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December 18, 2013
by Stephanie Byrne

How high is too high? Mania and its implications on the life of a Bi-polar

December 18, 2013 02:55 by Stephanie Byrne

Search the internet and there are all kinds of neat, negative, and positive feedback, blogs, and informational sites talking about Mania. I searched the internet this morning and found a site where you could take a test, with disclaimers of course, to see if you are indeed manic. Apparently I am extremely manic at this time and should seek medical attention immediately…. This led me to realize that a manic episode may, in fact, be less understood than I had previously believed. Let me tell you, those of us that have lived with someone who has had multiple manic episodes, would agree with some of this literature, but definitely not all.

Mania is described as many things. The most formal definitions is that it is a part of bi-polar disorder. A manic episode can be characterized by period of time where an elevated, expansive or notably irritable mood is present, lasting for a minimum of one week. The symptoms that arise from the manic episode for it to be diagnosable must cause difficulty at work, with friends and loved ones, and in school or at social events. For example, a person focused so hard and so long at finishing every task on their goal oriented to do list that co-workers take notice of the extensive investment of time and energy. Now this is a more socially appropriate expression of mania, however, there are also negative expressions that can happen during an episode. Sometimes symptoms may also be the result of the abuse of substances, however, in most of the cases I have seen this is not the case. Three of the following must also be present for potential diagnoses by a psychiatrist. People who experience all of the above and below listed symptoms will most often be diagnosed with bi-polar disorder. - Inflated self-esteem or grandiosity - Decreased need for sleep (e.g., one feels rested after only 3 hours of sleep) - More talkative than usual or pressure to keep talking - Flight of ideas or subjective experience that thoughts are racing - Attention is easily drawn to unimportant or irrelevant items - Increase in goal-directed activity (either socially, at work or school, or sexually) or psychomotor agitation - Excessive involvement in pleasurable activities that have a high potential for painful consequences (e.g., engaging in unrestrained buying sprees, sexual indiscretions, or foolish business investments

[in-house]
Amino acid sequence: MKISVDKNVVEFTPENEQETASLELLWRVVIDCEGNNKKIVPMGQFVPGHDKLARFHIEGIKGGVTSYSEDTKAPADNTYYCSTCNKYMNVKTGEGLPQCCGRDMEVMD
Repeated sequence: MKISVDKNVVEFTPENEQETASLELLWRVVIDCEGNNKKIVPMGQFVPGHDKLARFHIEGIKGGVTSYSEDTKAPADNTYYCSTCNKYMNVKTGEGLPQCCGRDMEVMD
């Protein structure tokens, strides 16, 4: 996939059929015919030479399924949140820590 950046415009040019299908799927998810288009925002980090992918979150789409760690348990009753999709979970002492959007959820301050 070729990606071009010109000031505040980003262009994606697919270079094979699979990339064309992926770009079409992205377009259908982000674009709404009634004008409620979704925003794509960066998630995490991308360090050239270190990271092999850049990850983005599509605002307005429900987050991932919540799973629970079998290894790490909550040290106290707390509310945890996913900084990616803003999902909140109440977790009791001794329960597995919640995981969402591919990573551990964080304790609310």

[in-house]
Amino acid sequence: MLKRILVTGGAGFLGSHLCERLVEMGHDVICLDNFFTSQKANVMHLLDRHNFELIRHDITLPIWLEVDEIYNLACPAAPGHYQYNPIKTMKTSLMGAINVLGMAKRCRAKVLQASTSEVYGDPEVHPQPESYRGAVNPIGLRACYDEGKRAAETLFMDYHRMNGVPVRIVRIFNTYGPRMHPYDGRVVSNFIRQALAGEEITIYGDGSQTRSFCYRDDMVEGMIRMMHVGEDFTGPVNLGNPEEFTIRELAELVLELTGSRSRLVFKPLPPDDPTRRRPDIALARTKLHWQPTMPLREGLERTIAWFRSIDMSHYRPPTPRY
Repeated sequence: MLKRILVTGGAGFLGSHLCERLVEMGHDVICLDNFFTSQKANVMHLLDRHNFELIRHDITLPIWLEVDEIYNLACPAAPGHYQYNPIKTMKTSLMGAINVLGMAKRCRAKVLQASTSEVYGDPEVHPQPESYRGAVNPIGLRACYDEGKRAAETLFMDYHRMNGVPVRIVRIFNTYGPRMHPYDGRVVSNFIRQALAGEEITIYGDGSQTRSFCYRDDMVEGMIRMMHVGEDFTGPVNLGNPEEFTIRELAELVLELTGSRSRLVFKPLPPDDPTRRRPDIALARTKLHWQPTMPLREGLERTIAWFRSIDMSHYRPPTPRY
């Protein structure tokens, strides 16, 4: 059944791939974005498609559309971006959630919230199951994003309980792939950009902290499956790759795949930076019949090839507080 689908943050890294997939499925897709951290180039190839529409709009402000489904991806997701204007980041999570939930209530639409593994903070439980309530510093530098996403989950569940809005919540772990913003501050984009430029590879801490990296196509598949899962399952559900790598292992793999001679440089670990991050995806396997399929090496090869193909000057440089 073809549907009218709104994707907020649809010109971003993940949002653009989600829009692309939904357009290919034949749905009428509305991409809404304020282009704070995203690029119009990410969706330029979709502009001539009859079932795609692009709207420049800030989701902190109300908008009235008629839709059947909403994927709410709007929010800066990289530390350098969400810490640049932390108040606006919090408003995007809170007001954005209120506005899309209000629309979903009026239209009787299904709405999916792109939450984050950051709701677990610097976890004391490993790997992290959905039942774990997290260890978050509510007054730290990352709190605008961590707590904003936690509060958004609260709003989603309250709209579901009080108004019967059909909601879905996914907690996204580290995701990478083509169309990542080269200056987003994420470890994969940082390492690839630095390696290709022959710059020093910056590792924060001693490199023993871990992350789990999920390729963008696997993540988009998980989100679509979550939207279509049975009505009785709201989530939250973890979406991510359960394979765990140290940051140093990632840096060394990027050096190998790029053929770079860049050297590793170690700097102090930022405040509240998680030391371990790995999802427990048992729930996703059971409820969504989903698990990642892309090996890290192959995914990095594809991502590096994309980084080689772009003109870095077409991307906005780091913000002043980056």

Mania is something that can be a very productive state of mind when channeled in a positive direction. Some of the most creative minds of our time were diagnosable as bi-polars; Beethoven, Charles Dickens, Ernest Hemmingway and Abraham Lincoln just to name a few (the list goes on). So the question begs; How high is too high? I guess it’s up to how high a person can tolerate going while still maintaining touch with the world around them, unless it means that we won’t have any new aspiring Beethoven’s or Abraham Lincolns that is! I grew up with a grandmother who suffered with undiagnosed bi-polar for years. What a woman though! She was strong, take-charge, and independent woman. The kind of woman I looked up to and admired. I can’t even begin to imagine the amount of suffering she did in silence dealing with this disorder on her own. She was a creative hands on grandma that gave me more than I could ever ask for as a granddaughter. She gave me my capacity to dream big and go for it. Is this what mania looks like? Is this what bi-polar is? Then my goodness sign me up!


Psych Central. (2013). Manic Episode. Psych Central. Retrieved on November 22, 2013, from

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Shamrock Counselling Shamrock Counselling, MA, RCC, CBEIP, NAEFW

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